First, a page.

Date posted: 19/07/2016

10 ways networking can help you find a job

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Ever heard the term 'business networking'? It's often used as a way to gather information and research quickly, provide new business leads, and keep in touch with what the industry is doing.

It's also a great way to get a job.

Think of networking as something like Facebook. Over time you add friends and build a social network. Now imagine that in real life and with a business focus.

With almost three-quarters of job opportunities going through word of mouth, the roles you see publicly advertised are just the tip of the iceberg; you don't want to miss out. As they say, it's not what you know but who you know.

  1. How to start networking - It can seem daunting to start when you have no existing network, so here are some tips: You already have a network Think of all your friends, teachers, your friends' parents, ex-students, alumni organisations, the people at your part-time job - and your own family. They're the foundations of your network. Ask around if anyone works at a Chartered Accounting firm, or in the industry of your choice. With the rule of 'six degrees of separation' there's bound to be someone in your network who can put you in contact.
  2. Networking is a two-way street - If someone you know has been looking for a role or a contact and you hear about it, let them know. They'll remember that when they hear about something that could help you.
  3. Join LinkedIn - LinkedIn is to business networking what Facebook is to social networking. You'll also often find forums and blogs on industry websites.
  4. Attend industry events - This is a more traditional approach, but there's no substitute for meeting people face to face. Be prepared to get out of your comfort zone by chatting to people you don't know.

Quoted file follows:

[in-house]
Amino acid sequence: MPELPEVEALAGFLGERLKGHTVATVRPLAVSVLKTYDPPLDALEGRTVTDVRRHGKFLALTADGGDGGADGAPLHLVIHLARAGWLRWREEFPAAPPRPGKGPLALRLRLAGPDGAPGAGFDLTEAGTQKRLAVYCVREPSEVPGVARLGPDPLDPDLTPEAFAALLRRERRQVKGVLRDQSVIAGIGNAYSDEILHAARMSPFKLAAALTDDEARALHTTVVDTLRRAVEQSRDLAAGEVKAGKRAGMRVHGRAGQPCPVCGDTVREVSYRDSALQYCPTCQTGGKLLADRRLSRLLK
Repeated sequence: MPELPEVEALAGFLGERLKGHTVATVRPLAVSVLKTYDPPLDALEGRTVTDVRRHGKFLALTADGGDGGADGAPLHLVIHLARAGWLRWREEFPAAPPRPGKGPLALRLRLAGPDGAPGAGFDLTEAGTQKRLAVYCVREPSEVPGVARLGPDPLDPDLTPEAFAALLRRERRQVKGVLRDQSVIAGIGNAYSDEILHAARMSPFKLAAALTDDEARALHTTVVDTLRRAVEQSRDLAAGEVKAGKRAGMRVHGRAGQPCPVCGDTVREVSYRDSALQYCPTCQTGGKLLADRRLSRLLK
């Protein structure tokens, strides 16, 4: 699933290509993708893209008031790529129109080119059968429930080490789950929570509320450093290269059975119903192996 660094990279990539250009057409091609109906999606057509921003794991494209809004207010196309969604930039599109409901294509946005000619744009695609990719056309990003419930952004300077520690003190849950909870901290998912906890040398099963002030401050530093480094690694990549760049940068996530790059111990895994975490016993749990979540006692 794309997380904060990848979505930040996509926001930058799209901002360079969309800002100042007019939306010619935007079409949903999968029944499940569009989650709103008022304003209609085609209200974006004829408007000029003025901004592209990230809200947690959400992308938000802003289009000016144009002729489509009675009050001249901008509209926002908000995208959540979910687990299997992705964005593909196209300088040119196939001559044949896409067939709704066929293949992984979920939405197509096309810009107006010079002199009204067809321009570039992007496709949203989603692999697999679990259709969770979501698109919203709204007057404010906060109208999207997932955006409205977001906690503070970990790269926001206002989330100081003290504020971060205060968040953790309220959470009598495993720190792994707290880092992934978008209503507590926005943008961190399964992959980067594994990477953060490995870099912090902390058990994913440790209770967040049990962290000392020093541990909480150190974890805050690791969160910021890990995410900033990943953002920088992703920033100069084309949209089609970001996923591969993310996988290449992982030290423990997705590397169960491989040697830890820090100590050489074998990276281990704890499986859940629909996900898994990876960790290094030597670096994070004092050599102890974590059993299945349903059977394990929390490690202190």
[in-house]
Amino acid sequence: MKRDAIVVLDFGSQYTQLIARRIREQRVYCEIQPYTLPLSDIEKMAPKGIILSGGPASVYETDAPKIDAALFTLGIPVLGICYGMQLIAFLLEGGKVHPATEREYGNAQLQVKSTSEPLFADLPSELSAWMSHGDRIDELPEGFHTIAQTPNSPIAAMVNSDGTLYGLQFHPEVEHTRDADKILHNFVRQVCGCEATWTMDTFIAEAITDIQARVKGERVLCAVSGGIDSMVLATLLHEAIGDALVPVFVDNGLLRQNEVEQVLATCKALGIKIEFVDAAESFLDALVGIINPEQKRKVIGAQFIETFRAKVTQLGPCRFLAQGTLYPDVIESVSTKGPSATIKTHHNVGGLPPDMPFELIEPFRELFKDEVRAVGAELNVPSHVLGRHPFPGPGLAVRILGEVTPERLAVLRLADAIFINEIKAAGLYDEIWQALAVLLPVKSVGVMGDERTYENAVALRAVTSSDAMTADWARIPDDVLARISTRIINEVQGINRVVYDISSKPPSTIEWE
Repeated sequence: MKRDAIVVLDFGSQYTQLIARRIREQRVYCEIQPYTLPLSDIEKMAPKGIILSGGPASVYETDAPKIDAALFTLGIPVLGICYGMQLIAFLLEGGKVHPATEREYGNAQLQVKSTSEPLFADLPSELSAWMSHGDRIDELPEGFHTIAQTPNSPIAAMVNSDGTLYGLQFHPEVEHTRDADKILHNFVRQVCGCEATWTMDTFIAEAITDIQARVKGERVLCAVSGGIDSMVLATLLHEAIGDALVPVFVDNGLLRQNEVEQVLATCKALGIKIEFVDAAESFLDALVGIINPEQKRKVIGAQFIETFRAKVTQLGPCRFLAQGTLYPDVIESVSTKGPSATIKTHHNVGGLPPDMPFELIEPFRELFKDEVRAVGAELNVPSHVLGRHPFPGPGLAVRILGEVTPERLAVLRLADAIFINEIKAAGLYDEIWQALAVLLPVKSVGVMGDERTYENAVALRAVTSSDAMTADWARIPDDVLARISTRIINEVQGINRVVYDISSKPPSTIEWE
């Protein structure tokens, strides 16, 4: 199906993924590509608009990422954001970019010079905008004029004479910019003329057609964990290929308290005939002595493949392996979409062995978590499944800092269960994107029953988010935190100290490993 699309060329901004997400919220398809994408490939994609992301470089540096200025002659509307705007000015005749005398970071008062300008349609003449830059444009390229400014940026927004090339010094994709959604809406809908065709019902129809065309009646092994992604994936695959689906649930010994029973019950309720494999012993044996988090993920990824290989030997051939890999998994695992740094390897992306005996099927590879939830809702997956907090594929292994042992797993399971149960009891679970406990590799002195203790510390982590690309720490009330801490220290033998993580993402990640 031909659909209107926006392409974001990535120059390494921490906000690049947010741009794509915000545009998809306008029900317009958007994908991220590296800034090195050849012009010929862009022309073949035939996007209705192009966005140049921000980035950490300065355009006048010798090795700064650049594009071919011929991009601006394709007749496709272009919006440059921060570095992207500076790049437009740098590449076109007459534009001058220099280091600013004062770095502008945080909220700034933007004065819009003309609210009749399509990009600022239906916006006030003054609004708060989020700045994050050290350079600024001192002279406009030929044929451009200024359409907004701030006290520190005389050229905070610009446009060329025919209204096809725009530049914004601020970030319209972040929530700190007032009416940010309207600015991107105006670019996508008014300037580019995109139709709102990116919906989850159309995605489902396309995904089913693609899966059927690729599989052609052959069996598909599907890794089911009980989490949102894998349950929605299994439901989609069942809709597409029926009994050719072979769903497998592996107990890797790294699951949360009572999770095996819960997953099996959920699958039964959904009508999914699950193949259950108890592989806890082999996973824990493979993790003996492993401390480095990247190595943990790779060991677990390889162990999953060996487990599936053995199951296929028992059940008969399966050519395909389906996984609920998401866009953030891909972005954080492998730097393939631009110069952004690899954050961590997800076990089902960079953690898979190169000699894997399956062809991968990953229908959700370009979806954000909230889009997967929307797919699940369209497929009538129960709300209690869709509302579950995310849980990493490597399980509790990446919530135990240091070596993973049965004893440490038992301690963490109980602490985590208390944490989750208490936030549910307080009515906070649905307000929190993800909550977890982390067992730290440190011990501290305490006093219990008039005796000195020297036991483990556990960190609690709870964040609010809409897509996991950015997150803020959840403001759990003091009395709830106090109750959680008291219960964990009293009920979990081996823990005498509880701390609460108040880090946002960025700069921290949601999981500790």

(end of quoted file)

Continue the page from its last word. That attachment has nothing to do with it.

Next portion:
5. Industry e-newsletters - Most industries - and indeed organisations - have free newsletters which they email out at regular intervals. You'll hear about companies doing well - which means they may need more personnel - and there's often an employment section. Register for e-news for timely industry and career advice.
  6. Follow up - If someone passes on a lead or connection, follow up with an email to thank them and report back. If you pass something on, again follow up to see how they went.
  7. They don't have to be friends - Unlike your social network, you don't have to be friends with everyone in your professional one. Only connecting with friends will severely limit the depth and breadth of the network - and opportunities.
  8. Mention mutual contacts - If you do have an opportunity presented that's come about through your network, mention the connection. It'll break the ice at an interview if you mention 'so-and-so who's a good friend of a friend of mine'.
  9. Keep a contact record - You want to build up information about those in your network over time. Keep a record - most email programs have an address book, where you can add information such as their birthday, home address, personal email, and mobile.
  10. Be patient - Networks build up over time. The longer you actively pursue having one, the bigger it will get.